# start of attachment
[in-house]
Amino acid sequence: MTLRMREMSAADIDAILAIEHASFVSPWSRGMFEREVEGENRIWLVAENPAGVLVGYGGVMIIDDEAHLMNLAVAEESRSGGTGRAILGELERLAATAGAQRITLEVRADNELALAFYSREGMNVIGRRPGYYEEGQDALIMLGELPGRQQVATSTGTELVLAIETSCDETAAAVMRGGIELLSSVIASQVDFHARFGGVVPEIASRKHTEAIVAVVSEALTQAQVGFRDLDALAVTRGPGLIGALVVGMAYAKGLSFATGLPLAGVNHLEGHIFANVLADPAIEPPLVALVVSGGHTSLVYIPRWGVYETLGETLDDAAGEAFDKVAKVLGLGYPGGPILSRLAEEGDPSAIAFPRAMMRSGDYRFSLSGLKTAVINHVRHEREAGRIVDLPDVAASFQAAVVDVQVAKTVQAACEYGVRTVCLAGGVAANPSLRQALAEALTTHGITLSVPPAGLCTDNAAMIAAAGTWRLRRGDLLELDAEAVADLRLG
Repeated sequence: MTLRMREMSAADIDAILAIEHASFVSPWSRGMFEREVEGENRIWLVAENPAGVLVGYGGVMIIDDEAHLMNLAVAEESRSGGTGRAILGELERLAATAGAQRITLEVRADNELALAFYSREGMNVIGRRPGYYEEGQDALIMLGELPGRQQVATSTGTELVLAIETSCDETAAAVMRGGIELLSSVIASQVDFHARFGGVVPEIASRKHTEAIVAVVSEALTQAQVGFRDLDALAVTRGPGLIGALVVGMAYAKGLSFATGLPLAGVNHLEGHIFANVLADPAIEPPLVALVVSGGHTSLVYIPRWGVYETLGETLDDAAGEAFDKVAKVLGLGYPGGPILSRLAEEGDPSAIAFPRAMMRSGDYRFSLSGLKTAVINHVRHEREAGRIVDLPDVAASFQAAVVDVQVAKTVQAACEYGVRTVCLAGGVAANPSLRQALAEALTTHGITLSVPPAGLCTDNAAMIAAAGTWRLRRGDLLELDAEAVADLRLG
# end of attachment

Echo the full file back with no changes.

[in-house]
Amino acid sequence: MTLRMREMSAADIDAILAIEHASFVSPWSRGMFEREVEGENRIWLVAENPAGVLVGYGGVMIIDDEAHLMNLAVAEESRSGGTGRAILGELERLAATAGAQRITLEVRADNELALAFYSREGMNVIGRRPGYYEEGQDALIMLGELPGRQQVATSTGTELVLAIETSCDETAAAVMRGGIELLSSVIASQVDFHARFGGVVPEIASRKHTEAIVAVVSEALTQAQVGFRDLDALAVTRGPGLIGALVVGMAYAKGLSFATGLPLAGVNHLEGHIFANVLADPAIEPPLVALVVSGGHTSLVYIPRWGVYETLGETLDDAAGEAFDKVAKVLGLGYPGGPILSRLAEEGDPSAIAFPRAMMRSGDYRFSLSGLKTAVINHVRHEREAGRIVDLPDVAASFQAAVVDVQVAKTVQAACEYGVRTVCLAGGVAANPSLRQALAEALTTHGITLSVPPAGLCTDNAAMIAAAGTWRLRRGDLLELDAEAVADLRLG
Repeated sequence: MTLRMREMSAADIDAILAIEHASFVSPWSRGMFEREVEGENRIWLVAENPAGVLVGYGGVMIIDDEAHLMNLAVAEESRSGGTGRAILGELERLAATAGAQRITLEVRADNELALAFYSREGMNVIGRRPGYYEEGQDALIMLGELPGRQQVATSTGTELVLAIETSCDETAAAVMRGGIELLSSVIASQVDFHARFGGVVPEIASRKHTEAIVAVVSEALTQAQVGFRDLDALAVTRGPGLIGALVVGMAYAKGLSFATGLPLAGVNHLEGHIFANVLADPAIEPPLVALVVSGGHTSLVYIPRWGVYETLGETLDDAAGEAFDKVAKVLGLGYPGGPILSRLAEEGDPSAIAFPRAMMRSGDYRFSLSGLKTAVINHVRHEREAGRIVDLPDVAASFQAAVVDVQVAKTVQAACEYGVRTVCLAGGVAANPSLRQALAEALTTHGITLSVPPAGLCTDNAAMIAAAGTWRLRRGDLLELDAEAVADLRLG